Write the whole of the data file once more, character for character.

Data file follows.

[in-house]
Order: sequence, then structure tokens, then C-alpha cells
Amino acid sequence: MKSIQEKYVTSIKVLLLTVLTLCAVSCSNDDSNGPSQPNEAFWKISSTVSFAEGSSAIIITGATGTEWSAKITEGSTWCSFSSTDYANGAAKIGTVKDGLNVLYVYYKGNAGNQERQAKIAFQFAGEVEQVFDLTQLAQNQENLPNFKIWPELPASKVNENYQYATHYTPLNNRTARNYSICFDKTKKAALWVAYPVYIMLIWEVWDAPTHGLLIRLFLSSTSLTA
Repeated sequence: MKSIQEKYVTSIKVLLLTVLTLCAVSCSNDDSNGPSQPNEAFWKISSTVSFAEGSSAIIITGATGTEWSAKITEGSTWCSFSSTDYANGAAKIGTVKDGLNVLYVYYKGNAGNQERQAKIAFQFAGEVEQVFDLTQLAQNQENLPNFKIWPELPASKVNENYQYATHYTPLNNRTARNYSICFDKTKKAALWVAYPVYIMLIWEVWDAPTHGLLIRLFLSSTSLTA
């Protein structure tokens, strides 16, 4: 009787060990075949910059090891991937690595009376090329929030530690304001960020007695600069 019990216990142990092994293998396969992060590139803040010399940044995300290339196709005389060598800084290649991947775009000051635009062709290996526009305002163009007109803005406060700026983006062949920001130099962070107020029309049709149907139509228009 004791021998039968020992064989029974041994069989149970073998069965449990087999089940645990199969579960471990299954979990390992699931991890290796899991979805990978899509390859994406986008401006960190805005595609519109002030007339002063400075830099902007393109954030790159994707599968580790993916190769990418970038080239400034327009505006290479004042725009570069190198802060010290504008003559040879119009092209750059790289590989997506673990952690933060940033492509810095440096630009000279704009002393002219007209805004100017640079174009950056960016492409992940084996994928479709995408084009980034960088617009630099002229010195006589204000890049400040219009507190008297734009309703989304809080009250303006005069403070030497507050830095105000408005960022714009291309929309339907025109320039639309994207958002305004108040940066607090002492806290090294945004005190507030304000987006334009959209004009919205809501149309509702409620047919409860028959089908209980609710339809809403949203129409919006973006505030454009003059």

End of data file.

[in-house]
Order: sequence, then structure tokens, then C-alpha cells
Amino acid sequence: MKSIQEKYVTSIKVLLLTVLTLCAVSCSNDDSNGPSQPNEAFWKISSTVSFAEGSSAIIITGATGTEWSAKITEGSTWCSFSSTDYANGAAKIGTVKDGLNVLYVYYKGNAGNQERQAKIAFQFAGEVEQVFDLTQLAQNQENLPNFKIWPELPASKVNENYQYATHYTPLNNRTARNYSICFDKTKKAALWVAYPVYIMLIWEVWDAPTHGLLIRLFLSSTSLTA
Repeated sequence: MKSIQEKYVTSIKVLLLTVLTLCAVSCSNDDSNGPSQPNEAFWKISSTVSFAEGSSAIIITGATGTEWSAKITEGSTWCSFSSTDYANGAAKIGTVKDGLNVLYVYYKGNAGNQERQAKIAFQFAGEVEQVFDLTQLAQNQENLPNFKIWPELPASKVNENYQYATHYTPLNNRTARNYSICFDKTKKAALWVAYPVYIMLIWEVWDAPTHGLLIRLFLSSTSLTA
């Protein structure tokens, strides 16, 4: 009787060990075949910059090891991937690595009376090329929030530690304001960020007695600069 019990216990142990092994293998396969992060590139803040010399940044995300290339196709005389060598800084290649991947775009000051635009062709290996526009305002163009007109803005406060700026983006062949920001130099962070107020029309049709149907139509228009 004791021998039968020992064989029974041994069989149970073998069965449990087999089940645990199969579960471990299954979990390992699931991890290796899991979805990978899509390859994406986008401006960190805005595609519109002030007339002063400075830099902007393109954030790159994707599968580790993916190769990418970038080239400034327009505006290479004042725009570069190198802060010290504008003559040879119009092209750059790289590989997506673990952690933060940033492509810095440096630009000279704009002393002219007209805004100017640079174009950056960016492409992940084996994928479709995408084009980034960088617009630099002229010195006589204000890049400040219009507190008297734009309703989304809080009250303006005069403070030497507050830095105000408005960022714009291309929309339907025109320039639309994207958002305004108040940066607090002492806290090294945004005190507030304000987006334009959209004009919205809501149309509702409620047919409860028959089908209980609710339809809403949203129409919006973006505030454009003059």